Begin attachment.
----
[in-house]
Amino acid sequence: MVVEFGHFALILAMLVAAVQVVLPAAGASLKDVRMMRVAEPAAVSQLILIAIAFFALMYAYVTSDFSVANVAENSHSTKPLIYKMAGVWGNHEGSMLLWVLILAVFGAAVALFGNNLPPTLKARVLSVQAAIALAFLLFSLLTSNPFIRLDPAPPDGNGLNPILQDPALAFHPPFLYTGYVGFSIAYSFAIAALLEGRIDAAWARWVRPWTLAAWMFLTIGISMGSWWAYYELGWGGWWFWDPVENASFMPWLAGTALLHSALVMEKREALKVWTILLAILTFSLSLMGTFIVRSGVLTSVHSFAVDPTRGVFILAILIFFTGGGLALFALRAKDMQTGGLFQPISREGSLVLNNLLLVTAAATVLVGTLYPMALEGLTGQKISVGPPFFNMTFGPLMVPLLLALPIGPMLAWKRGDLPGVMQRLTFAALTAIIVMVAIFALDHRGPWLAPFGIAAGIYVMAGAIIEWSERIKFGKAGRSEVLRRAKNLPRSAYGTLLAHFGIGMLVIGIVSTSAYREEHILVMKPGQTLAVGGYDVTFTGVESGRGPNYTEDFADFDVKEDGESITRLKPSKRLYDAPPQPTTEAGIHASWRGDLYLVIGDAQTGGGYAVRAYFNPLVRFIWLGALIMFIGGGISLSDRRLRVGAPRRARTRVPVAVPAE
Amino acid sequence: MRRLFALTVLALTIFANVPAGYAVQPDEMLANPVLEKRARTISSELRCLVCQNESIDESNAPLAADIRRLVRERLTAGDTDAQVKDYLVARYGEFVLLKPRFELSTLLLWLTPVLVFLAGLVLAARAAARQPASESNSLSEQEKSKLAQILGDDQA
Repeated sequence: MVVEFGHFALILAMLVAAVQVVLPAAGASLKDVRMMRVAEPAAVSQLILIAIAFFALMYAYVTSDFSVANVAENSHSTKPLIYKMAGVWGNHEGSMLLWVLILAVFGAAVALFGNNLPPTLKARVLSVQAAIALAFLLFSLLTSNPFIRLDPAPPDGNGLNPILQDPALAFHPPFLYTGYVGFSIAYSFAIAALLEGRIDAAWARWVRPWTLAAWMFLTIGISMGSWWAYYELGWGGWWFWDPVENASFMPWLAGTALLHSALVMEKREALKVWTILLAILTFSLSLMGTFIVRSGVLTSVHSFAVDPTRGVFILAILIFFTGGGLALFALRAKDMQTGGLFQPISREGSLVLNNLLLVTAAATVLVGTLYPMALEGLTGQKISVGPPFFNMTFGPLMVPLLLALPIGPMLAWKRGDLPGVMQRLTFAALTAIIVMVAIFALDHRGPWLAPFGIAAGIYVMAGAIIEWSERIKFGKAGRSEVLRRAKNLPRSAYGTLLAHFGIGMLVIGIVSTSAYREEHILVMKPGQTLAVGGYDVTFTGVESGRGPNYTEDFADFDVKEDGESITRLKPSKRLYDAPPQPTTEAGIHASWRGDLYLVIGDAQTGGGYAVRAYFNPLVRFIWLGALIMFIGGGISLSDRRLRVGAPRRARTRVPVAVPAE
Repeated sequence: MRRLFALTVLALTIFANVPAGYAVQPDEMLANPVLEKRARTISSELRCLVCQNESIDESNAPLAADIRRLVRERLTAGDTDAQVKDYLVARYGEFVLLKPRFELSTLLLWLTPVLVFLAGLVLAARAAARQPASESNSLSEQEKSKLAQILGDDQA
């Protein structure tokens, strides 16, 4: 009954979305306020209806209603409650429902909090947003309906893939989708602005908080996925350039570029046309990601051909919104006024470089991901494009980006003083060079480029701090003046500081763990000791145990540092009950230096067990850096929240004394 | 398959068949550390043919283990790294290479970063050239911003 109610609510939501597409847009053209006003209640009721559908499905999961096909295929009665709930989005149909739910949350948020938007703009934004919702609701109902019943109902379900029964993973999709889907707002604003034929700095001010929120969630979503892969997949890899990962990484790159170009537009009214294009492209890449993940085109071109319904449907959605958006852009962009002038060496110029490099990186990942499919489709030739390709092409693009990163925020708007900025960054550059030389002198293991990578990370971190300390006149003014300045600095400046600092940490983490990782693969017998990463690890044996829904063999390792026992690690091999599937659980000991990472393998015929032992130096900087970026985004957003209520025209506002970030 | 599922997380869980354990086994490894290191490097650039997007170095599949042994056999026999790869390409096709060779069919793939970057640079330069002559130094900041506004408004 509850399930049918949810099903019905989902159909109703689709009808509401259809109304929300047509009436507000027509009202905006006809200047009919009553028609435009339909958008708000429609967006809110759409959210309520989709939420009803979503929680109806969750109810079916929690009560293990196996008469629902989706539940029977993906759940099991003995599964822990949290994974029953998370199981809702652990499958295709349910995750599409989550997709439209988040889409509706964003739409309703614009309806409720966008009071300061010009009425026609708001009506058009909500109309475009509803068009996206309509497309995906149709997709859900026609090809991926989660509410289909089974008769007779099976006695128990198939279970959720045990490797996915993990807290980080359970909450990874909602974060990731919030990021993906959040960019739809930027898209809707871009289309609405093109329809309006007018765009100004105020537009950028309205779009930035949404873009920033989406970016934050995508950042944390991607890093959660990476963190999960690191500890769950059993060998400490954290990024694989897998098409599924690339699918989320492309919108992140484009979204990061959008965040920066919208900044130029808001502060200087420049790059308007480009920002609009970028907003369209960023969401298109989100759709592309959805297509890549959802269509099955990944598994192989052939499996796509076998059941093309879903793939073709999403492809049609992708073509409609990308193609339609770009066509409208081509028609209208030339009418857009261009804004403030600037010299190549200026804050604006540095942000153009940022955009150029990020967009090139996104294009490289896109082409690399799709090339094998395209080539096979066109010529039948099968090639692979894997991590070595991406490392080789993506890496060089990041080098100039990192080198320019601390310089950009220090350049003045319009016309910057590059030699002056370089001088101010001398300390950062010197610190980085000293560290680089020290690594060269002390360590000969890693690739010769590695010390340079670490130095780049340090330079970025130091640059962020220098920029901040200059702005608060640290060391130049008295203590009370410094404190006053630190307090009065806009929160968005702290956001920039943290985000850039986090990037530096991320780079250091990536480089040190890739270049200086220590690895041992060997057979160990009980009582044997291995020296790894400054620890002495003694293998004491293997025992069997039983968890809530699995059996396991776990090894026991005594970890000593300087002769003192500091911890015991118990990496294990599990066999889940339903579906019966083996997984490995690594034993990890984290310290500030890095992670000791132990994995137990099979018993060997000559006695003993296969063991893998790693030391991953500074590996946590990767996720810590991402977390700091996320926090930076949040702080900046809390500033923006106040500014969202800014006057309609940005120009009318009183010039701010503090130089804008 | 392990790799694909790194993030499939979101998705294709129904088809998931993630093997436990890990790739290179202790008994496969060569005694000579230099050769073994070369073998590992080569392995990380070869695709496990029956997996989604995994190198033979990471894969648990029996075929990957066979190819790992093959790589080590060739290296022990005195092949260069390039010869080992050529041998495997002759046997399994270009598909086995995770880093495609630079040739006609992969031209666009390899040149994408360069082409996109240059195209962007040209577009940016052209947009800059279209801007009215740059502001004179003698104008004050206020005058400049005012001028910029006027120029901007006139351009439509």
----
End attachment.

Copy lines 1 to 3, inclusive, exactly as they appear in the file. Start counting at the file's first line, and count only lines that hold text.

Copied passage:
[in-house]
Amino acid sequence: MVVEFGHFALILAMLVAAVQVVLPAAGASLKDVRMMRVAEPAAVSQLILIAIAFFALMYAYVTSDFSVANVAENSHSTKPLIYKMAGVWGNHEGSMLLWVLILAVFGAAVALFGNNLPPTLKARVLSVQAAIALAFLLFSLLTSNPFIRLDPAPPDGNGLNPILQDPALAFHPPFLYTGYVGFSIAYSFAIAALLEGRIDAAWARWVRPWTLAAWMFLTIGISMGSWWAYYELGWGGWWFWDPVENASFMPWLAGTALLHSALVMEKREALKVWTILLAILTFSLSLMGTFIVRSGVLTSVHSFAVDPTRGVFILAILIFFTGGGLALFALRAKDMQTGGLFQPISREGSLVLNNLLLVTAAATVLVGTLYPMALEGLTGQKISVGPPFFNMTFGPLMVPLLLALPIGPMLAWKRGDLPGVMQRLTFAALTAIIVMVAIFALDHRGPWLAPFGIAAGIYVMAGAIIEWSERIKFGKAGRSEVLRRAKNLPRSAYGTLLAHFGIGMLVIGIVSTSAYREEHILVMKPGQTLAVGGYDVTFTGVESGRGPNYTEDFADFDVKEDGESITRLKPSKRLYDAPPQPTTEAGIHASWRGDLYLVIGDAQTGGGYAVRAYFNPLVRFIWLGALIMFIGGGISLSDRRLRVGAPRRARTRVPVAVPAE
Amino acid sequence: MRRLFALTVLALTIFANVPAGYAVQPDEMLANPVLEKRARTISSELRCLVCQNESIDESNAPLAADIRRLVRERLTAGDTDAQVKDYLVARYGEFVLLKPRFELSTLLLWLTPVLVFLAGLVLAARAAARQPASESNSLSEQEKSKLAQILGDDQA